I'd be afraid of the weight of that. Googling around, a cubic foot of top soil weighs about 96 pounds. Say you only put six inches depth, that's 48 pounds per square foot. In my city, we account for 25 pounds/square foot for snow. 73 psf live load is pretty heavy but probably won't break the rafters. The thing I'd be more worried about is that 73 psf over 4x8 is over 2000 pounds, over my head sometimes. That better be one sturdy-ass cross braced shed to not collapse sideways.

For whatever that's worth. I've been known to be overly concerned about shed engineering. :)
posted by ctmf at 10:19 AM on September 25, 2016 [2 favorites]


First question: Where do you live?

There is a heck of a big difference between living in, say, the California Bay Area, and Northern Alberta, or the soggy wet Maritime littoral. The first two factors to consider would be how much rain you get, and how cold it gets. If you live in a desert your plants will need protection from drying out. If you live somewhere soggy your roof will need reinforcement to prevent collapsing under the weight of all the water that the roots absorb.

Similarly, if you expect to have your roof solidly frozen from mid December through to about April your roof will have a slightly different eco-system than if the coldest it will get is about 72* F at 2 AM year around.
posted by Jane the Brown at 4:17 AM on September 26, 2016


Great info, thanks all! Yes, sedums and sempervivums seem far more realistic than grass. And yes, supporting 12" of wet earth would require a much more massive shed than i want to build, but supporting 1-2" of porous soil sounds doable. I'm in Toronto so I probably missed the planting season this year, but I can build the roof before winter sans-succulents, and then plant next spring.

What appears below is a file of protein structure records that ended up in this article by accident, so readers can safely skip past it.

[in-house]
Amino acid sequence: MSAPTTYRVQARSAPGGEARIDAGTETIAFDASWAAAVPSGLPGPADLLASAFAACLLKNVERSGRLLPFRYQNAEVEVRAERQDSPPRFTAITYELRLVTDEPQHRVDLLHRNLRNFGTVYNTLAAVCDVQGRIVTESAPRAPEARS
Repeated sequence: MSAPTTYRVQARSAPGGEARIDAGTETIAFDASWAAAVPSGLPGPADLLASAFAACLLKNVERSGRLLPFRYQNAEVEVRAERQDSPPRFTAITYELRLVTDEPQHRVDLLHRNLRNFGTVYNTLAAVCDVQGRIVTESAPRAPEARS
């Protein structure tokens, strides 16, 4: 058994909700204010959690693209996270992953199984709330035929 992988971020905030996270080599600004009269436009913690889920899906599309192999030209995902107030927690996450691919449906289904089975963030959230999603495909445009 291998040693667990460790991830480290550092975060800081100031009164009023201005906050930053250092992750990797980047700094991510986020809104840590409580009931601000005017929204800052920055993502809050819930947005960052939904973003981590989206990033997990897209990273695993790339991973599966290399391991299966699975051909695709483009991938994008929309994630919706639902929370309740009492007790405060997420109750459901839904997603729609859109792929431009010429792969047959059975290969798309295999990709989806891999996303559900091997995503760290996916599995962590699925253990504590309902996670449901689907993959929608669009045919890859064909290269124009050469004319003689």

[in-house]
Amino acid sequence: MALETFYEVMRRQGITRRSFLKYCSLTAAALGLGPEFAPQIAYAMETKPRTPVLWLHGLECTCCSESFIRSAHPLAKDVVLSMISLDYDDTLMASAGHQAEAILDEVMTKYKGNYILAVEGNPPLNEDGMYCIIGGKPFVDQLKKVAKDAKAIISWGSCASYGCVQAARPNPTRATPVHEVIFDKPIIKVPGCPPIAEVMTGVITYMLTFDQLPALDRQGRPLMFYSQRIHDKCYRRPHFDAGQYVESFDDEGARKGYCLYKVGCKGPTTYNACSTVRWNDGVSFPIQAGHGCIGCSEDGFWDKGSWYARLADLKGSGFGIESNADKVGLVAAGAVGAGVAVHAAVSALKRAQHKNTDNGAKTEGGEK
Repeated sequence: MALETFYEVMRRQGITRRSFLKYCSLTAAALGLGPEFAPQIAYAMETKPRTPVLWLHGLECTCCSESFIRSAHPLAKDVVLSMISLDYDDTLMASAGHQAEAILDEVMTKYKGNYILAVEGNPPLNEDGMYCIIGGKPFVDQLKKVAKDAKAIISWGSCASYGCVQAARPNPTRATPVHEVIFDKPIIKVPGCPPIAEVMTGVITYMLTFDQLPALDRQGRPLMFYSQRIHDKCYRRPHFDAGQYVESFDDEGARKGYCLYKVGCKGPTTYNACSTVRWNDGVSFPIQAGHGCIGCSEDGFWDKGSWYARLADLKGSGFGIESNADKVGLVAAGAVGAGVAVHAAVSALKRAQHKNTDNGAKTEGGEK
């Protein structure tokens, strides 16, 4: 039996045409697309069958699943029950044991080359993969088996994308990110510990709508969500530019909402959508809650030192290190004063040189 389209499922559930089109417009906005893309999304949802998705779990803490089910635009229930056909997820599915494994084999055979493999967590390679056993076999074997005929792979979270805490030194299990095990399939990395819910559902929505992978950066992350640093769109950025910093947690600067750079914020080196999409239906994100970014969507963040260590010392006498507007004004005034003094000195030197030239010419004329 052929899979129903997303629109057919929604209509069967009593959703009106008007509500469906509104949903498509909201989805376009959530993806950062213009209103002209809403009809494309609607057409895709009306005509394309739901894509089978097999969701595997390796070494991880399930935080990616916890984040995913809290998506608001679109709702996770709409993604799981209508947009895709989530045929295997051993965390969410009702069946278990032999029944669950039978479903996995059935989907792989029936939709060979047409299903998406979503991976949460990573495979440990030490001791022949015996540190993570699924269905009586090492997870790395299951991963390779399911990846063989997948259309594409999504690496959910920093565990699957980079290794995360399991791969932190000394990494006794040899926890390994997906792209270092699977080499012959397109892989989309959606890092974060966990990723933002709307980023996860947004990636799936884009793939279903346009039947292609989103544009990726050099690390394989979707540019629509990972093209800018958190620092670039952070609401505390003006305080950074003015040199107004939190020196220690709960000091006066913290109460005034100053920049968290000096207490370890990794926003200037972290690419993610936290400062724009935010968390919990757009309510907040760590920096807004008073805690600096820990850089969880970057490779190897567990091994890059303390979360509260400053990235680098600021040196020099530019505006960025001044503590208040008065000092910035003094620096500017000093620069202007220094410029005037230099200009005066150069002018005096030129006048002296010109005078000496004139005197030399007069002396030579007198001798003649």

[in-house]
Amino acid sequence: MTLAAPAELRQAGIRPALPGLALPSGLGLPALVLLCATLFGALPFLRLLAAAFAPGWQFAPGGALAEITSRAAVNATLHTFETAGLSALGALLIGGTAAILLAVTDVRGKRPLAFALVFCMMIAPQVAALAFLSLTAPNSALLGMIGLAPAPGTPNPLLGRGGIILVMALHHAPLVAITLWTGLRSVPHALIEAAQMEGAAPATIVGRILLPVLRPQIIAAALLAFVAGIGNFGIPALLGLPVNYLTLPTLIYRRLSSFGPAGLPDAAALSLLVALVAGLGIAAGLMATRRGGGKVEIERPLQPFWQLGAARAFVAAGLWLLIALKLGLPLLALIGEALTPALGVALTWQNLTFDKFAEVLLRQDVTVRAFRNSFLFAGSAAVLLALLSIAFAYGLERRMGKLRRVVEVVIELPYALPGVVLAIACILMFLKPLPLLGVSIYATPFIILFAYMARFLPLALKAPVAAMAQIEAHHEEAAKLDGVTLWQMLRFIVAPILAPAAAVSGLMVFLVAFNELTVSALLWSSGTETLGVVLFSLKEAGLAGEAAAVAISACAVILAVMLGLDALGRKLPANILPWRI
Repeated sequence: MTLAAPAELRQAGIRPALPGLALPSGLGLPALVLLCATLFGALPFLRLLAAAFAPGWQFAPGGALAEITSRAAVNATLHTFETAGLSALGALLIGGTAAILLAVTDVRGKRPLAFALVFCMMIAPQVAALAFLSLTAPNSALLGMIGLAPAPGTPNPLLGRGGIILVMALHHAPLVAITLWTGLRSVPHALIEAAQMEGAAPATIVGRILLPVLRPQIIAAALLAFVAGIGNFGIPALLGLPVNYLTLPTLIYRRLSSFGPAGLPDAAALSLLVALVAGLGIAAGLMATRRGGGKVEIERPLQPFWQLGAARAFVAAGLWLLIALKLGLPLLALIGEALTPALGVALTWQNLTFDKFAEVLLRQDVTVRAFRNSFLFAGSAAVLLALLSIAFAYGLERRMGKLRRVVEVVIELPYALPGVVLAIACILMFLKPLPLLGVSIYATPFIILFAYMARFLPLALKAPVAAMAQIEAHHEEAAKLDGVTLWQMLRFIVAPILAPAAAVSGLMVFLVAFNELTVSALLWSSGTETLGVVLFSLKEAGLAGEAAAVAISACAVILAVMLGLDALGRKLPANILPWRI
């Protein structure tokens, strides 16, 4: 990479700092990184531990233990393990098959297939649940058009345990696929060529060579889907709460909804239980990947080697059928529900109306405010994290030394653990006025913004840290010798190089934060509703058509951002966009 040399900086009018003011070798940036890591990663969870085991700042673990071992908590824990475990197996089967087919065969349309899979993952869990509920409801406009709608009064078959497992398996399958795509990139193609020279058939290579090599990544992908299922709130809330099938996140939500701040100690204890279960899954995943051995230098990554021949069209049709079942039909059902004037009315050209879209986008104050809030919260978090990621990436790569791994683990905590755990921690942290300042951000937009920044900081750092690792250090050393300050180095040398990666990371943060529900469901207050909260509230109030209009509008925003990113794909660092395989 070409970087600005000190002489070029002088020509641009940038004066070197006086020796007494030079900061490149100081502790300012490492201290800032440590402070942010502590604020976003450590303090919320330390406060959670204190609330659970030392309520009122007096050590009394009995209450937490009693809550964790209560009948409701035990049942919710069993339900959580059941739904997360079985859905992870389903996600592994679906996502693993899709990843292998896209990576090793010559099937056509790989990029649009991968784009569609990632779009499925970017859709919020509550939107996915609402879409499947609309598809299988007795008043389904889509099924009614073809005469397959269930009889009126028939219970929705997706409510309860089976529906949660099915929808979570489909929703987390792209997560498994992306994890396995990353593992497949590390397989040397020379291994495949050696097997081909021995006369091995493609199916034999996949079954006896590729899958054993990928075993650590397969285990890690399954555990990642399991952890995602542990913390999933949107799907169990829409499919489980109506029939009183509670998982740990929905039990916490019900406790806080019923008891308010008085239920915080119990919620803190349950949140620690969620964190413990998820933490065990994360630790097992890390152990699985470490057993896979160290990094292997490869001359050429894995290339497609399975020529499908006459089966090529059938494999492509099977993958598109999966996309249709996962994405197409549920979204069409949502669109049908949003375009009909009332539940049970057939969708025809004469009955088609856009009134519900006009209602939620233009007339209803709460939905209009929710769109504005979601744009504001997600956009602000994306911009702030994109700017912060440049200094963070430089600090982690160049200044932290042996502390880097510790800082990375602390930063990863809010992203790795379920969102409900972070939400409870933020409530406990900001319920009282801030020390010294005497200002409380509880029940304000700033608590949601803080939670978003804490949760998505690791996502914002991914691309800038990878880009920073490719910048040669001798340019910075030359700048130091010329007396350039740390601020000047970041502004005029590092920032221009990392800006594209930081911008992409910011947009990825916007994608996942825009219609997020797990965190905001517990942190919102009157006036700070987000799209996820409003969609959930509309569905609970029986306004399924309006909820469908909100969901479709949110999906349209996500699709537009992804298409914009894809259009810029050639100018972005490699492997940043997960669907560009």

posted by kamelhoecker at 6:48 PM on September 27, 2016 [1 favorite]


May not be useful to you now, kamelhoecker, but in preparing for our own greenroof I ran across the City of Portland's guide to building a DIY greenroof on a shed.

I also have a list of layers as recommended by an architect for a 4" deep roof on a house:
- Soil (25% compost, 75% pumice, with river rock at the bottom edge for drainage)
- "landscape fabric" (aka "geotextile," usually sold at Home Despot or the like)
- 40mil EPDM root barrier (sold as pond liner, but way cheaper if you can convince a roofing supplier to sell you a partial roll)
- 60mil TPO waterproofing membrane (we had this installed by professional roofers because it's on a house)

You could probably get away with skipping the TPO, especially if you find a sheet of 60mil EPDM that's big enough for your entire roof. The standard "square" of EPDM seems to be 10x10, but you can get larger contiguous sheets sold as pond liner.

In a month or two we'll be installing all the layers above the TPO on our own roof. I'll try to drop by with an update...
posted by sibilatorix at 9:10 PM on January 9, 2017 [1 favorite]